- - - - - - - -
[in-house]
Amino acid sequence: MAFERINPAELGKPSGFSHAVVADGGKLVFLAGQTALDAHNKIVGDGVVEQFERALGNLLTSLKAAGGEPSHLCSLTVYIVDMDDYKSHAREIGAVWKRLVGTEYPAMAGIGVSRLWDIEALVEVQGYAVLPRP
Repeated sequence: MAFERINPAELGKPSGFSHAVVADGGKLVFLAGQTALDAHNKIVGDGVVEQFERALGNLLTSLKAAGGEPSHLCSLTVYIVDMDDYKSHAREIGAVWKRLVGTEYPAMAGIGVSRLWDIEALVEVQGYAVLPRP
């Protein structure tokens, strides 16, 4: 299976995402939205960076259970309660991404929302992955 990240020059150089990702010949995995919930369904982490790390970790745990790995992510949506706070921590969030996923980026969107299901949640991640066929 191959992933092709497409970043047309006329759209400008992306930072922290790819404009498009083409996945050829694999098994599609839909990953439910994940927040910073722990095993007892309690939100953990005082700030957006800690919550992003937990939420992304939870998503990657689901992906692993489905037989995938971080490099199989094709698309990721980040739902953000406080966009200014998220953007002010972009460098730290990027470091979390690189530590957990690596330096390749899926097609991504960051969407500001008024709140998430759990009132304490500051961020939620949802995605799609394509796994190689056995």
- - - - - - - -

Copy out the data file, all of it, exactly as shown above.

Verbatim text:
[in-house]
Amino acid sequence: MAFERINPAELGKPSGFSHAVVADGGKLVFLAGQTALDAHNKIVGDGVVEQFERALGNLLTSLKAAGGEPSHLCSLTVYIVDMDDYKSHAREIGAVWKRLVGTEYPAMAGIGVSRLWDIEALVEVQGYAVLPRP
Repeated sequence: MAFERINPAELGKPSGFSHAVVADGGKLVFLAGQTALDAHNKIVGDGVVEQFERALGNLLTSLKAAGGEPSHLCSLTVYIVDMDDYKSHAREIGAVWKRLVGTEYPAMAGIGVSRLWDIEALVEVQGYAVLPRP
């Protein structure tokens, strides 16, 4: 299976995402939205960076259970309660991404929302992955 990240020059150089990702010949995995919930369904982490790390970790745990790995992510949506706070921590969030996923980026969107299901949640991640066929 191959992933092709497409970043047309006329759209400008992306930072922290790819404009498009083409996945050829694999098994599609839909990953439910994940927040910073722990095993007892309690939100953990005082700030957006800690919550992003937990939420992304939870998503990657689901992906692993489905037989995938971080490099199989094709698309990721980040739902953000406080966009200014998220953007002010972009460098730290990027470091979390690189530590957990690596330096390749899926097609991504960051969407500001008024709140998430759990009132304490500051961020939620949802995605799609394509796994190689056995």